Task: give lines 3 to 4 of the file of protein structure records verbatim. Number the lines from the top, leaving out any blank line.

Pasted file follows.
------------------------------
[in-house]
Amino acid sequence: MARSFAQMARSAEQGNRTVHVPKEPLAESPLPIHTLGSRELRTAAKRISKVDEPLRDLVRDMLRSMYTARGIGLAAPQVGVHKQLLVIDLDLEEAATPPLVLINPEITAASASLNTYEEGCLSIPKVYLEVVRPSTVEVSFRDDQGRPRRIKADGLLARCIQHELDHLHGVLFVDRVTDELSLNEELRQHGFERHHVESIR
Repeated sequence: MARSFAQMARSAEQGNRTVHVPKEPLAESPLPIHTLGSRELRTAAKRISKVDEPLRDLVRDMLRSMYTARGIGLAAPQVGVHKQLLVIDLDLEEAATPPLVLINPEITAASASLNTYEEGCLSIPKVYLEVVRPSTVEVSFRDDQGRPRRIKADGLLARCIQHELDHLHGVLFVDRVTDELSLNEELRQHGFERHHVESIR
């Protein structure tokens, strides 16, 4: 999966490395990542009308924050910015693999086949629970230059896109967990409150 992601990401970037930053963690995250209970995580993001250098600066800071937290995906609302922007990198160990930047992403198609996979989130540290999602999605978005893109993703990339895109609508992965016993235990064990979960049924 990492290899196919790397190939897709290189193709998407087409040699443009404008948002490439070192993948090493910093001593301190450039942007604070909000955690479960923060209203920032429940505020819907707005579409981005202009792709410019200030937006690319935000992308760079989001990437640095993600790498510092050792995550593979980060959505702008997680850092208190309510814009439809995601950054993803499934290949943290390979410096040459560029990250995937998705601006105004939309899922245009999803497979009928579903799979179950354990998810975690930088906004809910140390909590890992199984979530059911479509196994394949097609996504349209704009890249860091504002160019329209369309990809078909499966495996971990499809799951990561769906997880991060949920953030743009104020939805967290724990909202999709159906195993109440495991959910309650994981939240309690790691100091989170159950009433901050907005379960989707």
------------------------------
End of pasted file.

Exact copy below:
Repeated sequence: MARSFAQMARSAEQGNRTVHVPKEPLAESPLPIHTLGSRELRTAAKRISKVDEPLRDLVRDMLRSMYTARGIGLAAPQVGVHKQLLVIDLDLEEAATPPLVLINPEITAASASLNTYEEGCLSIPKVYLEVVRPSTVEVSFRDDQGRPRRIKADGLLARCIQHELDHLHGVLFVDRVTDELSLNEELRQHGFERHHVESIR
């Protein structure tokens, strides 16, 4: 999966490395990542009308924050910015693999086949629970230059896109967990409150 992601990401970037930053963690995250209970995580993001250098600066800071937290995906609302922007990198160990930047992403198609996979989130540290999602999605978005893109993703990339895109609508992965016993235990064990979960049924 990492290899196919790397190939897709290189193709998407087409040699443009404008948002490439070192993948090493910093001593301190450039942007604070909000955690479960923060209203920032429940505020819907707005579409981005202009792709410019200030937006690319935000992308760079989001990437640095993600790498510092050792995550593979980060959505702008997680850092208190309510814009439809995601950054993803499934290949943290390979410096040459560029990250995937998705601006105004939309899922245009999803497979009928579903799979179950354990998810975690930088906004809910140390909590890992199984979530059911479509196994394949097609996504349209704009890249860091504002160019329209369309990809078909499966495996971990499809799951990561769906997880991060949920953030743009104020939805967290724990909202999709159906195993109440495991959910309650994981939240309690790691100091989170159950009433901050907005379960989707």